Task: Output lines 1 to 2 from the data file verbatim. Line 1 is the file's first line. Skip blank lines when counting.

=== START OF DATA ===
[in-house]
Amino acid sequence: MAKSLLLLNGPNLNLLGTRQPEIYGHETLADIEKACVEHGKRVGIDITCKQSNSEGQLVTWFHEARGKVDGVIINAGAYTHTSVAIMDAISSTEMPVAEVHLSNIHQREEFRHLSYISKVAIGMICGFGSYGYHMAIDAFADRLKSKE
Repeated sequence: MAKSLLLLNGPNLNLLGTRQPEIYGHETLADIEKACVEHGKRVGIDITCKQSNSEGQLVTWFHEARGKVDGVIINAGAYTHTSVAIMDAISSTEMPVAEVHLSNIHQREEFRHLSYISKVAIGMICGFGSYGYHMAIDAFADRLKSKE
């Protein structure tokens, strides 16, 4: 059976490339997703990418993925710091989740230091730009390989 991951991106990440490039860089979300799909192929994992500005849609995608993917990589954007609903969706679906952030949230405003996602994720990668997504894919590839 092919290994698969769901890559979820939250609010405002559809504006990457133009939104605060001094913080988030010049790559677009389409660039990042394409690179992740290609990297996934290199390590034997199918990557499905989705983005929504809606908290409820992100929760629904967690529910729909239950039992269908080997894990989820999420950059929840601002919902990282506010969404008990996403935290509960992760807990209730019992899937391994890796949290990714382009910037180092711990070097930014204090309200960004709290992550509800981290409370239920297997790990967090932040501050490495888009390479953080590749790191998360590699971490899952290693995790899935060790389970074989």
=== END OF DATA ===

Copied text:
[in-house]
Amino acid sequence: MAKSLLLLNGPNLNLLGTRQPEIYGHETLADIEKACVEHGKRVGIDITCKQSNSEGQLVTWFHEARGKVDGVIINAGAYTHTSVAIMDAISSTEMPVAEVHLSNIHQREEFRHLSYISKVAIGMICGFGSYGYHMAIDAFADRLKSKE